Here are my thoughts…

It does take more water to reconstitute freeze dried food than dehydrated food. I randomly pulled out a few freeze dried food packets that I have on hand here, so that I could read the directions. The average amount of water required is a bit more than 1 cup of water per serving (which you would heat up first). On the other hand, some dehydrated food can be consumed without re-constituting with water (particularly fruits or meats). My experience with re-hydrating foods that I have previously dehydrated, are that I tend to use less than 1 cup of water per equivalent serving of vegetables than a freeze dried food.

Overall, I do not believe that there is a significant difference in water consumption between the two methods, except for those dehydrated foods that are consumed without adding water. On the other hand, for those same foods, your body must use some of its water content to digest and process that same food… so in the end is their actually a difference?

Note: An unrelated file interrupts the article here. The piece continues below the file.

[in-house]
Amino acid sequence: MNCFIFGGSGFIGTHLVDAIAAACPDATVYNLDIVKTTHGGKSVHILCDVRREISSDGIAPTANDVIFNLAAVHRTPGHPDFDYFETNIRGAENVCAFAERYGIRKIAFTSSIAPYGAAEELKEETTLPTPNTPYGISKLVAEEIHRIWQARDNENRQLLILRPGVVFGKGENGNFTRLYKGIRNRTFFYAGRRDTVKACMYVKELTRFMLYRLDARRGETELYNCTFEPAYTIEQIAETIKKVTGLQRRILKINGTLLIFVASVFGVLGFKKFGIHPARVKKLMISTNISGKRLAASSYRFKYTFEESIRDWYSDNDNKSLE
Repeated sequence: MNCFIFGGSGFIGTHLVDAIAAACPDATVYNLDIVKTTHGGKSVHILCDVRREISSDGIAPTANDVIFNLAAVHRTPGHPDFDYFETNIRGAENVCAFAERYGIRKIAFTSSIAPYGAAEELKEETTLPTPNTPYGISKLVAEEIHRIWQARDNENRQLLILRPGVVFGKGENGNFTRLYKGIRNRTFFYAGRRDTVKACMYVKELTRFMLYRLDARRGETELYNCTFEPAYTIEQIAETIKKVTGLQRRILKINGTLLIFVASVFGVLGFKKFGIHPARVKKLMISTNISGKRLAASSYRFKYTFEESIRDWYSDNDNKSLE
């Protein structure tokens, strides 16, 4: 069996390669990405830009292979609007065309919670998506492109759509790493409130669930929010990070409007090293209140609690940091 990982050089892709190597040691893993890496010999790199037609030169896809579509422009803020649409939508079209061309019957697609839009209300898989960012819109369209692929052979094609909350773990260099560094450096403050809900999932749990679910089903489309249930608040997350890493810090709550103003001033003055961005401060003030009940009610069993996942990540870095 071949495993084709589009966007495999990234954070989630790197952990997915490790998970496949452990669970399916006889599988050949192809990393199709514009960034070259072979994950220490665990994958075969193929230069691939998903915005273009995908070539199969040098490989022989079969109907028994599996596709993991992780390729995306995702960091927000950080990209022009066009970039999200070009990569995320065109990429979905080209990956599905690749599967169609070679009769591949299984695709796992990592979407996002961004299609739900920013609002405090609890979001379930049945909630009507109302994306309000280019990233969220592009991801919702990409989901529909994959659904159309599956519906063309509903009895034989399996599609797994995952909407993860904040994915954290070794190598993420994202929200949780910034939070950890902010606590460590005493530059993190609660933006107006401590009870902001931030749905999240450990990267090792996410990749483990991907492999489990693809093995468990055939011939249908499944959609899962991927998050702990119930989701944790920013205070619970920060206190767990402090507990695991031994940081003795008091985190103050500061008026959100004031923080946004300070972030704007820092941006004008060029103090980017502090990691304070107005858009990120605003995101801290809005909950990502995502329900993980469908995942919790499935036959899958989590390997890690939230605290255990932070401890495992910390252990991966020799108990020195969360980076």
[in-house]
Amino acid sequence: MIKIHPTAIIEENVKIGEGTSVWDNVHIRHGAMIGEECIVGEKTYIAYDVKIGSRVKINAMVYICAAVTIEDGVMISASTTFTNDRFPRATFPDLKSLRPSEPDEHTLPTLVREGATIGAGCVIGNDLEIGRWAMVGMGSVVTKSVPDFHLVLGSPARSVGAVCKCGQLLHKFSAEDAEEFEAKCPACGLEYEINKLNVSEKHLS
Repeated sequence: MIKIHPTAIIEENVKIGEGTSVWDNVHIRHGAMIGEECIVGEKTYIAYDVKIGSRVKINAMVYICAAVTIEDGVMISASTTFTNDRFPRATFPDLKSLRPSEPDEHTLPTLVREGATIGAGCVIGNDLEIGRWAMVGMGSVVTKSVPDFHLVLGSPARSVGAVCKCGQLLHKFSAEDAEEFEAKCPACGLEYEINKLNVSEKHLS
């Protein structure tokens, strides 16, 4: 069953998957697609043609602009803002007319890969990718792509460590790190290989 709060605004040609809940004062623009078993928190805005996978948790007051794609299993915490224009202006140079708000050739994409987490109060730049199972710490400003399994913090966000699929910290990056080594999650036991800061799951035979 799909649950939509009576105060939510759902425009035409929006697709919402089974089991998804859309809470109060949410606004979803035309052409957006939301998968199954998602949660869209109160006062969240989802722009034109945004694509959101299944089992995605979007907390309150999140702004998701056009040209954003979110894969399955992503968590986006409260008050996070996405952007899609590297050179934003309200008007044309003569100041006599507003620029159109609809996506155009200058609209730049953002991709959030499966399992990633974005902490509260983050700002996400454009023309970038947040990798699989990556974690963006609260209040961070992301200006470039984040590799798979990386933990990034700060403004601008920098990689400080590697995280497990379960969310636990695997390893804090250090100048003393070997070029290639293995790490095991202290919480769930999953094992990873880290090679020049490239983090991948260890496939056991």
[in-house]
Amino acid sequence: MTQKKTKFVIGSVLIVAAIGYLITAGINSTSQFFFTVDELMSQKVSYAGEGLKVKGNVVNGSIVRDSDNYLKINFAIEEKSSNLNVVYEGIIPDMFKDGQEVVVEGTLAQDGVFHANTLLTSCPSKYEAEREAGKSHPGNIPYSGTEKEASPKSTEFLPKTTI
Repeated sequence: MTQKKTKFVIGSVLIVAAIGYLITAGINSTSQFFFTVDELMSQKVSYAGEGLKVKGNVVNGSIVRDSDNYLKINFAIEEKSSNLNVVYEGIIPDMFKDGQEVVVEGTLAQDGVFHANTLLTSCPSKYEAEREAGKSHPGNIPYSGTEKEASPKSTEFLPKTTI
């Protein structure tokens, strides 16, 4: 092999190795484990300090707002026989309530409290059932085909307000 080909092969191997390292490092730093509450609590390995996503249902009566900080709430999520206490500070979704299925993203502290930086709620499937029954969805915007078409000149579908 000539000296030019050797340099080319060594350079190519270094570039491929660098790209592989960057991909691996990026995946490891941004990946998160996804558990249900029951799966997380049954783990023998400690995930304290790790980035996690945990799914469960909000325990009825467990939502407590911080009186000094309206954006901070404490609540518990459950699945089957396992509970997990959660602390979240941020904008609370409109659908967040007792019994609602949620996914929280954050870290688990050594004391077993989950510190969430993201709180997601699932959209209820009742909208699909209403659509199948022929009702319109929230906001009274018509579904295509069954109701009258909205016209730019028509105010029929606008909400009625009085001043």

I’ve always believed in diversification of food storage types. Store bought canned foods, store bought jar foods, home canned foods, foods that don’t require special treatment (e.g. pastas), long term foods sealed in 5-gallon buckets (e.g. rice, beans, wheat, etc.), freeze dried packaged foods, and dehydrated foods (great for home garden processing)… just to name a few.

I personally like the taste of freeze dried food better than dehydrated food, and its reconstituted ‘shape’ is basically identical to the original. It costs more. But it’s easy and simple to deal with.